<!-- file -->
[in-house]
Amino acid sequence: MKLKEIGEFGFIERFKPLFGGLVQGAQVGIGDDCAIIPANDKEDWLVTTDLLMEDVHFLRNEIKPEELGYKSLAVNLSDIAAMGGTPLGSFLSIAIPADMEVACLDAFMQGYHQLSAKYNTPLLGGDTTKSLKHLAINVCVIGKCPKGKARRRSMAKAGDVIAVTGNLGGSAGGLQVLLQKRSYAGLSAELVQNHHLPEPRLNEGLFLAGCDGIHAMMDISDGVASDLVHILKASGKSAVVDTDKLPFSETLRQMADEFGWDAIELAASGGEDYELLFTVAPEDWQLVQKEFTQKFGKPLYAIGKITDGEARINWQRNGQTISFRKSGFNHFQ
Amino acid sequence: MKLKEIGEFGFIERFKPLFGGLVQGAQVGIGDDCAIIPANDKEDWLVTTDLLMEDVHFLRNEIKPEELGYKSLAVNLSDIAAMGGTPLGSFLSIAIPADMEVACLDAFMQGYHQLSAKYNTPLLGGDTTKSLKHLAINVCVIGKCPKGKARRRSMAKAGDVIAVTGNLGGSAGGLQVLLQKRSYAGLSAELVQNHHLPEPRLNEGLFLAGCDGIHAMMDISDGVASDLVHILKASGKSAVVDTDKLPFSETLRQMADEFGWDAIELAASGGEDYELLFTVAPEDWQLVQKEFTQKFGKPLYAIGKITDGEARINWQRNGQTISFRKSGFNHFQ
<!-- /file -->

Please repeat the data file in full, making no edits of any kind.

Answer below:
[in-house]
Amino acid sequence: MKLKEIGEFGFIERFKPLFGGLVQGAQVGIGDDCAIIPANDKEDWLVTTDLLMEDVHFLRNEIKPEELGYKSLAVNLSDIAAMGGTPLGSFLSIAIPADMEVACLDAFMQGYHQLSAKYNTPLLGGDTTKSLKHLAINVCVIGKCPKGKARRRSMAKAGDVIAVTGNLGGSAGGLQVLLQKRSYAGLSAELVQNHHLPEPRLNEGLFLAGCDGIHAMMDISDGVASDLVHILKASGKSAVVDTDKLPFSETLRQMADEFGWDAIELAASGGEDYELLFTVAPEDWQLVQKEFTQKFGKPLYAIGKITDGEARINWQRNGQTISFRKSGFNHFQ
Amino acid sequence: MKLKEIGEFGFIERFKPLFGGLVQGAQVGIGDDCAIIPANDKEDWLVTTDLLMEDVHFLRNEIKPEELGYKSLAVNLSDIAAMGGTPLGSFLSIAIPADMEVACLDAFMQGYHQLSAKYNTPLLGGDTTKSLKHLAINVCVIGKCPKGKARRRSMAKAGDVIAVTGNLGGSAGGLQVLLQKRSYAGLSAELVQNHHLPEPRLNEGLFLAGCDGIHAMMDISDGVASDLVHILKASGKSAVVDTDKLPFSETLRQMADEFGWDAIELAASGGEDYELLFTVAPEDWQLVQKEFTQKFGKPLYAIGKITDGEARINWQRNGQTISFRKSGFNHFQ